“Donald Trump is not going to be beaten just by insider politics talk. He’s not going to be beaten just by somebody who has plans. He’s going to be beaten by somebody who has an idea what the man has done. This man has reached into the psyche of the American people and he has harnessed fear for political purposes.
“So, Mr. President — if you’re listening — I want you to hear me please: You have harnessed fear for political purposes and only love can cast that out. So I, sir, I have a feeling you know what you’re doing. I’m going to harness love for political purposes. I will meet you on that field, and sir, love will win.”
— Marianne Williamson’s final statement in first debate for Democrats seeking White House in 2020.
Anyone want to guess what this particular candidate might use as the anthem that plays at the beginning and end of her campaign rallies?
I’m thinking that it might be something that honors the 1992 bestseller — “A Return to Love” — that made her a national sensation back in what people called the New Age era. Something like this: Cue the music.
I focused quite a bit on that book’s old New Age theology in my recent post (“Evil, sin, reality and life as a 'Son of God': What Marianne Williamson is saying isn't new”) about a fascinating New York Times feature about Williamson and her decision to seek the White House. I thought it was appropriate that the Times gave so much attention to the religious themes and concepts in her work, instead of going all politics, all the time.
But, truth be told, the key question discussed in this week’s “Crossroads” podcast — click here to tune that in — focused on mass media, celebrity, religion and, yes, politics, all at the same time.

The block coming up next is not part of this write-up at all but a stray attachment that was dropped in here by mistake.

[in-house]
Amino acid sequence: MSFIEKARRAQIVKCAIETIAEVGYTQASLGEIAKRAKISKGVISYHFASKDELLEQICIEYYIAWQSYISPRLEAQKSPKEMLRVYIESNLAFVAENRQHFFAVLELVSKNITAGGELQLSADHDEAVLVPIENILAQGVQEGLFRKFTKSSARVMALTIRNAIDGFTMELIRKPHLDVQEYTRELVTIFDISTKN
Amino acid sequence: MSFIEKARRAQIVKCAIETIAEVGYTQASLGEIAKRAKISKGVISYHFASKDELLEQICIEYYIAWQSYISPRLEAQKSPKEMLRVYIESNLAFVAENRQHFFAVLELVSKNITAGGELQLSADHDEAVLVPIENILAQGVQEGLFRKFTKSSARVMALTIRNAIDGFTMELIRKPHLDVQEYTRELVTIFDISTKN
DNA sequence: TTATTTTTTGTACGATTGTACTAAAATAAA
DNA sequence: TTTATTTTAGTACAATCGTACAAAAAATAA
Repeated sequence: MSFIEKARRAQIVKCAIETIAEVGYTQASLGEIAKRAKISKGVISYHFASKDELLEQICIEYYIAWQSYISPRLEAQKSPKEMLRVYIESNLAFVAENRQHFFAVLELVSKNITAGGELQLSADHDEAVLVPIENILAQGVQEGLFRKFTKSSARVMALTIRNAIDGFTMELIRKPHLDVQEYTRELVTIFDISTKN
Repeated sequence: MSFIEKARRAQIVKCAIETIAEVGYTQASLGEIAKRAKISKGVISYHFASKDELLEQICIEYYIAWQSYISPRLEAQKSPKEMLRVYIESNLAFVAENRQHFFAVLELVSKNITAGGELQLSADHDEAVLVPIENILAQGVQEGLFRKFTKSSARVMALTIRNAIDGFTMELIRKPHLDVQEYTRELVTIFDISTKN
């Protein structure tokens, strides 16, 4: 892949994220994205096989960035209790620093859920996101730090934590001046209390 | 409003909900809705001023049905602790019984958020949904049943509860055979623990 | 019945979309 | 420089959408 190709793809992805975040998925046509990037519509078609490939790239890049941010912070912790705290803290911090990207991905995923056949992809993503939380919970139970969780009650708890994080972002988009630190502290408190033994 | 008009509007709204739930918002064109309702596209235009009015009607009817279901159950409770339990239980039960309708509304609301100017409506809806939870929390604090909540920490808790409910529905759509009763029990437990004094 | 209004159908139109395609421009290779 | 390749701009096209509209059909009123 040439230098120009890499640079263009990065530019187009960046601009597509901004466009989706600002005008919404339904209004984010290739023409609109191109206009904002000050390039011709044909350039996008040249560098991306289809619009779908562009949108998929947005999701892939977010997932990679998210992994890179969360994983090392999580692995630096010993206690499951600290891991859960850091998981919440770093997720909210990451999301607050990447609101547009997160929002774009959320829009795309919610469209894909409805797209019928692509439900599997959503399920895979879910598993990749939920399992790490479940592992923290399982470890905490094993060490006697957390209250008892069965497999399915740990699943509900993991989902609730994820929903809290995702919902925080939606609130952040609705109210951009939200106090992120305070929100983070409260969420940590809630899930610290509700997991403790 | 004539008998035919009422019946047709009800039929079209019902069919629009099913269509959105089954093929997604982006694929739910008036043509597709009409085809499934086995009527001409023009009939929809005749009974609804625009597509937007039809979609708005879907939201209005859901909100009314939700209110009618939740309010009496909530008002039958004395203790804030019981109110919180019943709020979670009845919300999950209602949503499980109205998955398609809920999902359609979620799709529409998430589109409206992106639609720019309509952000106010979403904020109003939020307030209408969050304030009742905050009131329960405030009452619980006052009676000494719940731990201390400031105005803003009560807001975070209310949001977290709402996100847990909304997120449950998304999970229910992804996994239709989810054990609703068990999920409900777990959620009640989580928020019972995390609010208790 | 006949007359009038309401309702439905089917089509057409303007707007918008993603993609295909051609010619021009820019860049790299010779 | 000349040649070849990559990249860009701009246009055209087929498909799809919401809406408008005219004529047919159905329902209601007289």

Look again at that debate quote at the top of this post and give an honest answer to this question: Would that quotation be receiving more attention if the candidate who spoke it was someone named Oprah? How about this person’s candidacy for the Democratic Party nomination?
Williamson is being treated as a bit of a novelty, frankly, even though millions of Americans — on the elite coasts, but also in the heartland, because of her role as a spiritual guide for Oprah Winfrey.
Surely it’s a joke that someone like Williamson or Oprah thinks she can be president, right? I mean, Millions of Americans wouldn’t elect a talk TV superstar who has mastered climb-higher rhetoric to the most powerful elected office on the planet. Right? Right?
So who is Williamson and why, when I taught at Denver Seminary in the early 1990s, did I require future pastors, counselors and youth leaders to read her bestseller? Listen to the podcast, for more on that.
Right now, I would like to point readers to a long and quite serious piece about Williamson by Tony Carnes of the sociology-meets-journalism website called A Journey Through NYC Religions. Here’s the massive double-decker headline:
Need Love to caste out fear from nation’s psyche, says Dem candidate Marianne Williamson
There are many reasons to dig into this article. I think the main reason is to see how Williamson’s emphasis on love and healing has grown out of her own life experiences. We are talking about one of those journeys out of the mists of the late 1960s and early ‘70s.
The political language is almost all built on her decades as a spiritual leader among the people in the mush middle of the American faith spectrum, where the language sounds familiar and Christian (even in some megachurches), but the doctrinal details often veer into interesting territory.